Midlatitude Volcanoes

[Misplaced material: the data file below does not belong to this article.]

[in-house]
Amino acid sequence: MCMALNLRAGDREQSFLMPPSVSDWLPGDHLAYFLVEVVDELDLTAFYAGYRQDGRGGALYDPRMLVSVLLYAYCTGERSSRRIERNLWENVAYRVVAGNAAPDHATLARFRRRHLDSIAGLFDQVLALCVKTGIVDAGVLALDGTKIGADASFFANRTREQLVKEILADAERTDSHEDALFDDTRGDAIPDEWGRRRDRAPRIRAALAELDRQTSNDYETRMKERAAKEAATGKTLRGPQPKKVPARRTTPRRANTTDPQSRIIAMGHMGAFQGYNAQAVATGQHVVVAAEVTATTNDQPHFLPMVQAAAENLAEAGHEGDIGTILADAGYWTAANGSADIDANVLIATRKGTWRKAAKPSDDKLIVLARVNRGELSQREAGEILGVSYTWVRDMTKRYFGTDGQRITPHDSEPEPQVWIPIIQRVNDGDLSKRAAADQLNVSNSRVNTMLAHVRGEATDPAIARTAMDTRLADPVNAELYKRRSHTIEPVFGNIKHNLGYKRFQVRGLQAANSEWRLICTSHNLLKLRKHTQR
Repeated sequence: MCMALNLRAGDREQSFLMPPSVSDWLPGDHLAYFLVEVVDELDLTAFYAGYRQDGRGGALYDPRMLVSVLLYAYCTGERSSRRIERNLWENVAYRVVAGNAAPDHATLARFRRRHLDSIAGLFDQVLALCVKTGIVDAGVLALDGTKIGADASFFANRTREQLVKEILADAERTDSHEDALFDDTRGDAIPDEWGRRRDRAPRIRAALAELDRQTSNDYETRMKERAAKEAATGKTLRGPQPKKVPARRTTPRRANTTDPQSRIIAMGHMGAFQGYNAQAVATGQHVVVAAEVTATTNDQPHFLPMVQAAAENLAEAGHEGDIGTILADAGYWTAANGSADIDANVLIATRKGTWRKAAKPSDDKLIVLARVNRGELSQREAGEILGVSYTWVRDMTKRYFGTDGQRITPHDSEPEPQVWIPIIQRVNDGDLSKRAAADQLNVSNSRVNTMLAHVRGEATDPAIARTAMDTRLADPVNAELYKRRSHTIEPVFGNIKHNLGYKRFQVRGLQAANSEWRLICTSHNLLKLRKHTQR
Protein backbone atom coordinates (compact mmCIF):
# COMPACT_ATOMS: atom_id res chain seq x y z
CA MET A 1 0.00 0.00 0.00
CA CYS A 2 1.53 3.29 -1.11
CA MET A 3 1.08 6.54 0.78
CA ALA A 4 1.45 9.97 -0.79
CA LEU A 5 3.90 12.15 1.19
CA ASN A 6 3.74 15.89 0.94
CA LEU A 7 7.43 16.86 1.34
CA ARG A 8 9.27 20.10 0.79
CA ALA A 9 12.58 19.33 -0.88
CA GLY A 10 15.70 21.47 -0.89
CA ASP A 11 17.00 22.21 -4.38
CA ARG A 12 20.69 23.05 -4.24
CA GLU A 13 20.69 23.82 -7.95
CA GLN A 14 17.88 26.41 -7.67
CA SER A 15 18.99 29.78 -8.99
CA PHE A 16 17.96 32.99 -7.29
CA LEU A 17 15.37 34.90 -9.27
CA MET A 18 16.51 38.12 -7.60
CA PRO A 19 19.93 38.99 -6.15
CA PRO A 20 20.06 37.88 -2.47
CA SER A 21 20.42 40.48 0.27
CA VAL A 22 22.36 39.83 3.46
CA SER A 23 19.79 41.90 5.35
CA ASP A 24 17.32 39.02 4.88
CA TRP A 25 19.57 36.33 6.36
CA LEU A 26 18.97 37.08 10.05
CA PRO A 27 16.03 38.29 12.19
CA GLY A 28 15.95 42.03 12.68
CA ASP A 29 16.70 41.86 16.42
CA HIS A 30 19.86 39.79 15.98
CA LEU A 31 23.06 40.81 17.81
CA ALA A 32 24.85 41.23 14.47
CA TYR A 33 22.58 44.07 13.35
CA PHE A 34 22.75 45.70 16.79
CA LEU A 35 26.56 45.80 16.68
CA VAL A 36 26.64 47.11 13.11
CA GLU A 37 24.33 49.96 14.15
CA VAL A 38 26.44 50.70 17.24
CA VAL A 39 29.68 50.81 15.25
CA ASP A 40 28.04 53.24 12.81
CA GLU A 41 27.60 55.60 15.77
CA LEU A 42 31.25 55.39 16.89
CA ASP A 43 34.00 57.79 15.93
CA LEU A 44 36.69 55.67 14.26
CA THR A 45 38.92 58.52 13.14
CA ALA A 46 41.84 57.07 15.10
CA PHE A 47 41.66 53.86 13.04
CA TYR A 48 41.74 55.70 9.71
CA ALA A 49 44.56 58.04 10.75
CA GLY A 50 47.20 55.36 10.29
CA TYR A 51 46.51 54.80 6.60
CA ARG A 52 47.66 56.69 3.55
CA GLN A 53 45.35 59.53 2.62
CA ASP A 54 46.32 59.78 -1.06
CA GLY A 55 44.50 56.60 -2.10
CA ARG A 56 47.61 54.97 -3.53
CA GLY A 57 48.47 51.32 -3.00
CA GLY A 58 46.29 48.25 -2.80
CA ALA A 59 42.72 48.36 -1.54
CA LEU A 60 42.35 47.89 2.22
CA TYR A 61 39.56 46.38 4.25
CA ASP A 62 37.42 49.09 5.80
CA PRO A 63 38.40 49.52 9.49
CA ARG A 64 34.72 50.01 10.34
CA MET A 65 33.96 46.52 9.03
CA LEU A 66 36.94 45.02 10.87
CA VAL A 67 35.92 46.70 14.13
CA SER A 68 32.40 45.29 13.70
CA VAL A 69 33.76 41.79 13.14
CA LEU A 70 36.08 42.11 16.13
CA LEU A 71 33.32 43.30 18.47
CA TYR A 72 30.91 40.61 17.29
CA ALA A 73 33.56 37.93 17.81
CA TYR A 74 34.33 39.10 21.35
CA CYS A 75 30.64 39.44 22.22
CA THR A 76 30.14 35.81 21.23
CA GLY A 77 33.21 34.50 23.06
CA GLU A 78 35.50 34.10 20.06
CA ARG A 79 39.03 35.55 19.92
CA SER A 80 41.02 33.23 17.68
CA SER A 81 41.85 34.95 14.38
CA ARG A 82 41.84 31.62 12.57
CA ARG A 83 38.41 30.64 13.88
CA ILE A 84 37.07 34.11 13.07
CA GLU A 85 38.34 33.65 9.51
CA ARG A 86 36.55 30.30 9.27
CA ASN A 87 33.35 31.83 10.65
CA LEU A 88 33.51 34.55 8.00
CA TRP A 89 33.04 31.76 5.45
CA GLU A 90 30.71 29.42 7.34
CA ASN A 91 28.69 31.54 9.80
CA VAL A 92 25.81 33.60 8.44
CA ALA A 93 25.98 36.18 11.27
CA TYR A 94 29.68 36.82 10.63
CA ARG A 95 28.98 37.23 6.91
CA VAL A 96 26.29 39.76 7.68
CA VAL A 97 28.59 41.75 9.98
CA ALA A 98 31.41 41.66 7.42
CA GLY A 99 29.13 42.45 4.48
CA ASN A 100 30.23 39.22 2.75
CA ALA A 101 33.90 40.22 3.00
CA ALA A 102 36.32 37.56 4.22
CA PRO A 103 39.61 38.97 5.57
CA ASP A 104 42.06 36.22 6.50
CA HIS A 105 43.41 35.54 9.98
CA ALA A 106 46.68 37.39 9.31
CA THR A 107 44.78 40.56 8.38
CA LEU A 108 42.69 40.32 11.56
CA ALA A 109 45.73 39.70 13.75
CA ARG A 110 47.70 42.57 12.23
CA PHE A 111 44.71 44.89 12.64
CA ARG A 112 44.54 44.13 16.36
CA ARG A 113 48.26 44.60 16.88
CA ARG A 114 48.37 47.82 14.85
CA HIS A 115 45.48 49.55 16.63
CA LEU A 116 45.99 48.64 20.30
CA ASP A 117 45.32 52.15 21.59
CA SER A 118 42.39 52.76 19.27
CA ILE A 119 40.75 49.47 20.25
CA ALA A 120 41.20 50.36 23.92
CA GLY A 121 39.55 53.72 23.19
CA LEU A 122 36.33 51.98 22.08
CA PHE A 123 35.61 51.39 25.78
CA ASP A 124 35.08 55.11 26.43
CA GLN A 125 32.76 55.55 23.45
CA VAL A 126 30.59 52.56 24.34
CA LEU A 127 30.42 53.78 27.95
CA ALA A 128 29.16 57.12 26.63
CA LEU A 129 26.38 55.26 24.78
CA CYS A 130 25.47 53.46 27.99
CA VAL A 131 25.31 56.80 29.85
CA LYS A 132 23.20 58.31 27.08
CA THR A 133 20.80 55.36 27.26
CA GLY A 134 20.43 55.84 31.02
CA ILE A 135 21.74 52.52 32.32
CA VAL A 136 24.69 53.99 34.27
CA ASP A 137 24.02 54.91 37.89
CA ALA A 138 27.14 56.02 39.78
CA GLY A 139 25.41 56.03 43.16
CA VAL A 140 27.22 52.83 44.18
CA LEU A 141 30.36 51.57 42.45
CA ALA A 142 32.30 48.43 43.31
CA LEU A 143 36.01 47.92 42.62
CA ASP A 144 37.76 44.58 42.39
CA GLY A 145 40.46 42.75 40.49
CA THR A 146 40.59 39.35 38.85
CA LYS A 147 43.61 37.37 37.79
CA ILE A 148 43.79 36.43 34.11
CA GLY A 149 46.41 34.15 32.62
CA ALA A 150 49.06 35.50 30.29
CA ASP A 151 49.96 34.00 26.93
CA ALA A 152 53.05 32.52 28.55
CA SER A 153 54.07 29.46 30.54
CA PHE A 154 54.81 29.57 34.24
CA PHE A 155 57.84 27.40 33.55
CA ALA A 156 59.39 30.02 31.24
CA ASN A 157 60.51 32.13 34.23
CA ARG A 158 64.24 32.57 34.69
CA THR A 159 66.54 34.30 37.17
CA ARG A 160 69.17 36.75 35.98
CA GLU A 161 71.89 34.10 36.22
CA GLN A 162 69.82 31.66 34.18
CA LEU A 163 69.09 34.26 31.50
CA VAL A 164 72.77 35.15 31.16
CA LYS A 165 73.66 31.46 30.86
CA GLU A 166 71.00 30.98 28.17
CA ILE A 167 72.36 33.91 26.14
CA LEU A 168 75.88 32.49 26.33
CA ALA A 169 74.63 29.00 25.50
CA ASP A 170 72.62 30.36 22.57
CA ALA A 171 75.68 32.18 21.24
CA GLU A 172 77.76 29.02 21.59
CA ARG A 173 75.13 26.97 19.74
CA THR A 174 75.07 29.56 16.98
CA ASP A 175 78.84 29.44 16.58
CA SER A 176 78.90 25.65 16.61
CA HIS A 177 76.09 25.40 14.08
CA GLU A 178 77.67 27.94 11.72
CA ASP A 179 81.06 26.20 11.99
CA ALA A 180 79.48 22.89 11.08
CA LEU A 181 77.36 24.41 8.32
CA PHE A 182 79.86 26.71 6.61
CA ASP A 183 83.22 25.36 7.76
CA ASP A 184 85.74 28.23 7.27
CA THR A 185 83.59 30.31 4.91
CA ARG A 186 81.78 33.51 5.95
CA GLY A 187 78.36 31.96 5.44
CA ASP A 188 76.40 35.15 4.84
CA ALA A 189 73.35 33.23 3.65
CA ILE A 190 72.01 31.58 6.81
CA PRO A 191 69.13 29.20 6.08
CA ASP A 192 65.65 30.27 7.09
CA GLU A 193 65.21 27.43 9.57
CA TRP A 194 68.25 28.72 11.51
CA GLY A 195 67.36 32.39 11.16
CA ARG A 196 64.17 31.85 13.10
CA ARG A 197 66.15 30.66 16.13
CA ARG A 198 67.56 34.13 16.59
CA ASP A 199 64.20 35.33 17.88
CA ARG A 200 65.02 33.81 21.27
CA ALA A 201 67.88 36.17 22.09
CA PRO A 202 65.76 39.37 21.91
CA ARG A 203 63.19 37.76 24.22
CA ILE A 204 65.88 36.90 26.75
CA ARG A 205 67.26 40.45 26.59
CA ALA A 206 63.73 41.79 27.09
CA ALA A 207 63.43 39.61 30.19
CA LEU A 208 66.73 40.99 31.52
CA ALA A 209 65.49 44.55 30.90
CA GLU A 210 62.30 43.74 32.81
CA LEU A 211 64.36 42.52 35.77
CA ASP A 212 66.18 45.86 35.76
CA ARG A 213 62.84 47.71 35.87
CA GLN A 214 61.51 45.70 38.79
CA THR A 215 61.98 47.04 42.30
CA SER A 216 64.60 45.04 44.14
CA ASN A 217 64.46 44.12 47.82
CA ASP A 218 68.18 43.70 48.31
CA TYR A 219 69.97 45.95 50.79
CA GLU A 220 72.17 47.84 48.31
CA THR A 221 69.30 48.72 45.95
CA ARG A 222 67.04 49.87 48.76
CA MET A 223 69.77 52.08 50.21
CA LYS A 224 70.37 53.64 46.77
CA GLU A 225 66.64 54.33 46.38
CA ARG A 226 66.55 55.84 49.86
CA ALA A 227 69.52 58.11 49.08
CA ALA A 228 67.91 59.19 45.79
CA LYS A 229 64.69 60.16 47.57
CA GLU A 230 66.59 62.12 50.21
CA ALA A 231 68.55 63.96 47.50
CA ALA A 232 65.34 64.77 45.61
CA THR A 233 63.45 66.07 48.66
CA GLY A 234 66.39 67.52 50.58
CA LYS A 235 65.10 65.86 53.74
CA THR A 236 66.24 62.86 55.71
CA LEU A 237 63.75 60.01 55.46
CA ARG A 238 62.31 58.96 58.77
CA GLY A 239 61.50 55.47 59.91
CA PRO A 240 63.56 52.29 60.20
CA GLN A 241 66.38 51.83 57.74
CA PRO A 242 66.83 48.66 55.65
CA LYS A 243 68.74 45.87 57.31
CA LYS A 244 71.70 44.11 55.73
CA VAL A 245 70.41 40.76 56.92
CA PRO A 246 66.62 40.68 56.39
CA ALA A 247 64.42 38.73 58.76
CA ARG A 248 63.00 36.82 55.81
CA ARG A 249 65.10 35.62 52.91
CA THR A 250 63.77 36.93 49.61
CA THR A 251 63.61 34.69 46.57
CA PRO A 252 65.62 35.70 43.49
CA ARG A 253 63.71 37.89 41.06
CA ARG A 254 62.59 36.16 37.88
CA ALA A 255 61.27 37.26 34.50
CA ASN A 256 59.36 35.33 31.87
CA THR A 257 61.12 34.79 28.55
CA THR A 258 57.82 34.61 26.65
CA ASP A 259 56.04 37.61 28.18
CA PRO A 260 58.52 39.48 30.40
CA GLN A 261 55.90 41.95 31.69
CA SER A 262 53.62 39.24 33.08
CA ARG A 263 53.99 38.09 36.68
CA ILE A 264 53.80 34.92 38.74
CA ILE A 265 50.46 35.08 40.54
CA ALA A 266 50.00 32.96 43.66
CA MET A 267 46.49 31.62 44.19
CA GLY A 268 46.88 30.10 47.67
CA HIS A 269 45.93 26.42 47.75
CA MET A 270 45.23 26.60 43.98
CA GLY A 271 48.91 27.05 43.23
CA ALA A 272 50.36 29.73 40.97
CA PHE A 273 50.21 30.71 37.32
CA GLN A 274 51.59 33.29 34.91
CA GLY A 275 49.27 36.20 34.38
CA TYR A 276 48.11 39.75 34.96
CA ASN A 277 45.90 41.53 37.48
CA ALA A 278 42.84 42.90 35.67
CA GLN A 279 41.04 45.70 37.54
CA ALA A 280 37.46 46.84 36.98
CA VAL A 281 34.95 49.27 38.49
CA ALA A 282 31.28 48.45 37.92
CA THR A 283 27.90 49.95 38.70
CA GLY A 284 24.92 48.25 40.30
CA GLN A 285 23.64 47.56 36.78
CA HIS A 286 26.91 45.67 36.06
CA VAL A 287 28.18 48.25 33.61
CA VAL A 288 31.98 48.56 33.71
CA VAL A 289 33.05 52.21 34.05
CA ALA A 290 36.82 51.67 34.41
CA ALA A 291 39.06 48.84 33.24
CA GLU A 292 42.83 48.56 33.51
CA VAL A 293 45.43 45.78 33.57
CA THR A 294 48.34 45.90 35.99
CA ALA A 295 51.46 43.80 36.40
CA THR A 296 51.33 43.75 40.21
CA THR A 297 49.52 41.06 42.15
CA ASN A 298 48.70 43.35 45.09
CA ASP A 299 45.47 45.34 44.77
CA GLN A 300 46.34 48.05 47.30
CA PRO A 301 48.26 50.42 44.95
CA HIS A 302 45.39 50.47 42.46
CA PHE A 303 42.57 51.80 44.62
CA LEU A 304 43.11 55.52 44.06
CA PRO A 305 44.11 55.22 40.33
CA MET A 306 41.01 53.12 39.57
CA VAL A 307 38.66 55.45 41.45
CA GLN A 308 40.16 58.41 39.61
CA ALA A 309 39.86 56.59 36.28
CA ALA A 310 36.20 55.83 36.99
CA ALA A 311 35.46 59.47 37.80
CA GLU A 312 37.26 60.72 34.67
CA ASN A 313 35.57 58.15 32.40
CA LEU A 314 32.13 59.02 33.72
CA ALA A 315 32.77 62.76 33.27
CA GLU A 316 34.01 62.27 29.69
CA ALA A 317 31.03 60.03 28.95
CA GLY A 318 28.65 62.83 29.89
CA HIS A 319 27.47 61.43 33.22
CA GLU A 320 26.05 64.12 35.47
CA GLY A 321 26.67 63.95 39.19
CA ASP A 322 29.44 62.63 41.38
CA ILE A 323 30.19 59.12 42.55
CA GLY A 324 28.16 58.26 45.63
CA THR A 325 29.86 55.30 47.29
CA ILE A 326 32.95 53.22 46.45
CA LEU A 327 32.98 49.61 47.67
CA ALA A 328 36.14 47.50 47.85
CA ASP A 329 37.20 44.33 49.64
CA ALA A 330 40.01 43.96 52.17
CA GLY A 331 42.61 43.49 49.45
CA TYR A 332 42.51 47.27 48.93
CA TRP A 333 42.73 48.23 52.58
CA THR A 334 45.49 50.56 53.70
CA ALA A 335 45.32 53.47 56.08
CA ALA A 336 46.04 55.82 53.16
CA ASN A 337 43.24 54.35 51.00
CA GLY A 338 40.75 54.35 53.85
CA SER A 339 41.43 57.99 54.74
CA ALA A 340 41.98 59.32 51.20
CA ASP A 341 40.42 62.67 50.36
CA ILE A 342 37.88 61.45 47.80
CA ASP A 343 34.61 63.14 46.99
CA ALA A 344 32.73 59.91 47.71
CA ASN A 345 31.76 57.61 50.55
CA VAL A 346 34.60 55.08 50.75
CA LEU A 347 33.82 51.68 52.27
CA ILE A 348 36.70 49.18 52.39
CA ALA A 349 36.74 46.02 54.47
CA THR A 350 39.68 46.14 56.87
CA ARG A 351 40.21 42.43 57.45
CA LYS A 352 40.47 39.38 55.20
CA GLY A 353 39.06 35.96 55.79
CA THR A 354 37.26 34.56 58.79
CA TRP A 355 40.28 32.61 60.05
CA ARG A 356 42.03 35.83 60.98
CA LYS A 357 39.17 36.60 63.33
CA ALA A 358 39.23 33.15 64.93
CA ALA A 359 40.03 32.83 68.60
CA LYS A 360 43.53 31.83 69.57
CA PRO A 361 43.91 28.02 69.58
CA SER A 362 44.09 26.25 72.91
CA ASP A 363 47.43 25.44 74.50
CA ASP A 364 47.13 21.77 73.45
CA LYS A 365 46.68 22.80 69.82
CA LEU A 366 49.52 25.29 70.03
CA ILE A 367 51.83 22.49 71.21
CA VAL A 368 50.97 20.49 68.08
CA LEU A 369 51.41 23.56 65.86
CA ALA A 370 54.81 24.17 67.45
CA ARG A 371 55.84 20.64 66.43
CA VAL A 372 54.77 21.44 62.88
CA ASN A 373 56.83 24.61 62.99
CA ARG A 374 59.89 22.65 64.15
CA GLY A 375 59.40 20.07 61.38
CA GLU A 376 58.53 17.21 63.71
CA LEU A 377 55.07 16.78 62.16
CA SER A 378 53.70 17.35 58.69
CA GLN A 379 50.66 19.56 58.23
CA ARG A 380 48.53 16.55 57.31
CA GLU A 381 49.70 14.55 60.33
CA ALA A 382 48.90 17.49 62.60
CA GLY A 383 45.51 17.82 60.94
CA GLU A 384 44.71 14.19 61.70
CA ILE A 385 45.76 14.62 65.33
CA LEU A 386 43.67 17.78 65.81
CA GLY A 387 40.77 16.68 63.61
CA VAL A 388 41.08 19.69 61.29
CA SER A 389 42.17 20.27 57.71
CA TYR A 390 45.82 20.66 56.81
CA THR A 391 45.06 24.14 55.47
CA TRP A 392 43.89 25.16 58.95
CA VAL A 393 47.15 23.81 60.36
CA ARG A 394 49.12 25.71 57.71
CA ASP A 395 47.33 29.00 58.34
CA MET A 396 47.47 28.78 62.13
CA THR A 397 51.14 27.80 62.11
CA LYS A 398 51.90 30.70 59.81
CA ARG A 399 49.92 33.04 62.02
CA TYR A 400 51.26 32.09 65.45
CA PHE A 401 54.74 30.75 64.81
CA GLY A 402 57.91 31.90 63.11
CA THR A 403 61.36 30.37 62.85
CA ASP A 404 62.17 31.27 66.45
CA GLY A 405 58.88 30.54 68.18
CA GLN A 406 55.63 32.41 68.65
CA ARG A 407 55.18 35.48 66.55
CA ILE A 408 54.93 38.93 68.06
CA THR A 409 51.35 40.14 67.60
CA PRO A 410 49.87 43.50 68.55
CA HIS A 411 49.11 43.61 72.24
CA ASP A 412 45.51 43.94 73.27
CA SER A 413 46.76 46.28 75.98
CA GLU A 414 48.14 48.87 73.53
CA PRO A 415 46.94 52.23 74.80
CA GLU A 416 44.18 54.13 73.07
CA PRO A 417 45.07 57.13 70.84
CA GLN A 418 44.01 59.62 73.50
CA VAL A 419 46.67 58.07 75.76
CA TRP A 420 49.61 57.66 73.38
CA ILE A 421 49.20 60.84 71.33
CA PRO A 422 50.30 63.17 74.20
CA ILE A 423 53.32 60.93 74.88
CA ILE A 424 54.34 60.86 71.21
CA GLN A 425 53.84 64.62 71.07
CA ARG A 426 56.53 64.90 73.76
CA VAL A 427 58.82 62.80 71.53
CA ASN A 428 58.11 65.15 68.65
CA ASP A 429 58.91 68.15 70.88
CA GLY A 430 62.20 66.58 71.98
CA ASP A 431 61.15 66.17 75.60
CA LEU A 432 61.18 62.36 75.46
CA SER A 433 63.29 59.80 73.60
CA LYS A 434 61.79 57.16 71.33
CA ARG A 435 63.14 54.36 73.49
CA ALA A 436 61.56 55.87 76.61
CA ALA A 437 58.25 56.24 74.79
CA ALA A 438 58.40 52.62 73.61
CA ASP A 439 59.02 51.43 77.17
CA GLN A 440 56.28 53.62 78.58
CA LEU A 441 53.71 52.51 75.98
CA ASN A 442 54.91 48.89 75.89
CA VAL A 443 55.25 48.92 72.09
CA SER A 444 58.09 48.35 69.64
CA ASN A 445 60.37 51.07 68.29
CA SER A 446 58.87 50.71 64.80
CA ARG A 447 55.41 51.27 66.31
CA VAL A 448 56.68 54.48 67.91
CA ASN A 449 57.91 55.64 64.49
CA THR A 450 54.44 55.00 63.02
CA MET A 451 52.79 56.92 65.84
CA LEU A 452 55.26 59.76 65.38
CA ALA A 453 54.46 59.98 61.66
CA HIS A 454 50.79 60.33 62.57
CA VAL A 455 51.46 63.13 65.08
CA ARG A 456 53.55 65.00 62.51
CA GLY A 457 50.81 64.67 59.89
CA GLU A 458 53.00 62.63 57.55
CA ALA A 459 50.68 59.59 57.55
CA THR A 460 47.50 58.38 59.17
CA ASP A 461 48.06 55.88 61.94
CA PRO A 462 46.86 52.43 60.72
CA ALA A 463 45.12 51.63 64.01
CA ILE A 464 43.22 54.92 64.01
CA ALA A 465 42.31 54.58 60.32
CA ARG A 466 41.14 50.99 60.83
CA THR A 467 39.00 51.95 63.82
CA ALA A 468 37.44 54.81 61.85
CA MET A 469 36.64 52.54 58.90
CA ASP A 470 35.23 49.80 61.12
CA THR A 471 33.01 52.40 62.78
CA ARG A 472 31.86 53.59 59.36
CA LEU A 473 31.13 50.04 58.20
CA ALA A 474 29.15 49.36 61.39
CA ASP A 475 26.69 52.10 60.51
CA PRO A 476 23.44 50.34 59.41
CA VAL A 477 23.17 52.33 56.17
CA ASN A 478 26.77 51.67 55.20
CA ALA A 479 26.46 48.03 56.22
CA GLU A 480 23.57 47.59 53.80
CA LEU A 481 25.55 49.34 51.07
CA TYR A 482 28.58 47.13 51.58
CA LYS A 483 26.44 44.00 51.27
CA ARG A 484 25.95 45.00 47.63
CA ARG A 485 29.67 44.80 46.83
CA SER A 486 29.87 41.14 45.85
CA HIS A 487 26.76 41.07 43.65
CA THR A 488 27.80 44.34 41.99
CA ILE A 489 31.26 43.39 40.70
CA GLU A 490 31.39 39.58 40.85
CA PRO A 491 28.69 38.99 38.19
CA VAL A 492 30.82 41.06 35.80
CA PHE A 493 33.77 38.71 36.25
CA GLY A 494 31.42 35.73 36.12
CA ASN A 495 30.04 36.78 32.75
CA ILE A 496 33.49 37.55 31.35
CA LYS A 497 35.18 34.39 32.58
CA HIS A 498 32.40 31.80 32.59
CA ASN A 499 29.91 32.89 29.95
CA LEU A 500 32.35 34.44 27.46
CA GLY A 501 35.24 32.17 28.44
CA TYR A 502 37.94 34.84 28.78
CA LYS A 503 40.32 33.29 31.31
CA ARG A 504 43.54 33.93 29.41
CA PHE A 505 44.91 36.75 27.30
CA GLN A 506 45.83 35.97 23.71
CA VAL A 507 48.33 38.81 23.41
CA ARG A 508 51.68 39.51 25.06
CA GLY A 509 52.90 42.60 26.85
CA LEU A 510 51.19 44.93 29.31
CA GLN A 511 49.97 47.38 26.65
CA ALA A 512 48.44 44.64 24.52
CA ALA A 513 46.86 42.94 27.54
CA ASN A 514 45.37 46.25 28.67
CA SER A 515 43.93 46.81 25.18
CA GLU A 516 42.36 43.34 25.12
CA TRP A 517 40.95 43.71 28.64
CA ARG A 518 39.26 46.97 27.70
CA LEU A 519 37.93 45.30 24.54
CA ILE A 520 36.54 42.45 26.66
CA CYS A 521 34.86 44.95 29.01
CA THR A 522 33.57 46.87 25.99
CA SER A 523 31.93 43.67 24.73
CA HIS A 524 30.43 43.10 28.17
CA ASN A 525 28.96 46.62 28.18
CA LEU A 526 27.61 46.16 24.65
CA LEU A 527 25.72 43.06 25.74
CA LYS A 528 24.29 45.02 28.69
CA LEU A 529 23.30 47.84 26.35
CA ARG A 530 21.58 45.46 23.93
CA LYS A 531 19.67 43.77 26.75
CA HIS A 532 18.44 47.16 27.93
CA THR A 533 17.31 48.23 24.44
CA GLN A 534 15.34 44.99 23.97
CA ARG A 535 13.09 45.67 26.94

Volcanic eruptions of great magnitude using the term Volcanic Explosivity Index, VEI >= 3, are capable of sending plumes of ash, steam and aerosols into the Stratosphere. Along the Ring of Fire, a subduction zone encompassing Alaska, Aleutian Islands, Kamchatka and the Kurile Islands are hundreds of active volcanoes. A few of these and volcanoes in Iceland erupt with Plinian force every year. Because these eruptions occur close to the Arctic Circle, they are capable of disturbing the Polar Vortex and changing regional climate. Sulfur dioxide emissions within the plume are converted to sulfate as can be noted on the chart. Aerosol Optical Depth (AOD) is a measure of sulfate interference with visible, infrared and ultraviolet wavelengths and is interpreted as mass. However satellites capture only a glimpse of the total mass emissions. There is also much cloud cover and less satellite coverage at high latitudes. Arctic Oscillation (AO)is an interpretation of sea level pressure between the top of Greenland and further south near Iceland. Usually after a major eruption of a midlatitude (30-60N+) volcano, if the plume is blown toward the pole and occurs just before or during Arctic winter, sulfate will enter the lower stratosphere of the Arctic region. This will result in the formation of Polar Stratospheric Clouds (PSCs). Within the PSCs ice forms from water vapor and nitrates on which CFCs accumulate. It is here wherein Ozone is depleted in reactions with free chlorine ions liberated by reactions with nitrates and hydroxyl ions. Another disturbance may occur if the ash plume is very large with a tremendous mass of hot water vapor, ash and aerosols. The heat of the ash plume is sufficient to displace or split the vortex as it has a greater potential vorticity. Just how this occurs depends on the strength and direction of upper stratospheric winds called Quasibiennial Oscillations. A displacement or split of the Polar Vortex is called a Stratospheric Warming. A major warming is a split of the vortex and the cold air within the vortex will descend south into the continents of Asia, Europe and North America. This is the first chart that illustrates how these volcanoes near the Arctic Circle sustain PSClouds, deplete Ozone and cause Stratospheric Warmings. It is well known  that Planetary waves generally cause SWs to occur. The transport of ozone between the tropics and the arctic is through the Brewer Dobson circulation. Planetary waves carry hot moist air with trace gases from the tropics to midlatitudes . If a Rossby wave has enough momentum to reach high latitudes it could slow down the polar night jet and displace or split the vortex, A volcanic plume reaching the stratosphere could push a planetary upward in latitude and altitude and thereby cause a stratospheric warming. Water has a very high heat capacity. Volcanic plumes from Plinian eruptions are composed mostly of ash, steam (water vapor) and carbon dioxide. If such an event occurs in late fall or during Arctic winter, these hot plumes of steam and ash breaking through the tropopause will change the course of the Rossby wave pushing in upward into the Polar vortex.  A tremendous eruption of ash, steam and aerosols has more than sufficient energy in the form of heat and chemical bonds, condensation nuclei to not only disturb the Polar Vortex but to be the primary source of its formation. This is my theory and the purpose of arcticvolcanoes. Energy is need for transport of aerosols and reactions to occur and these volcanic eruptions provide it.


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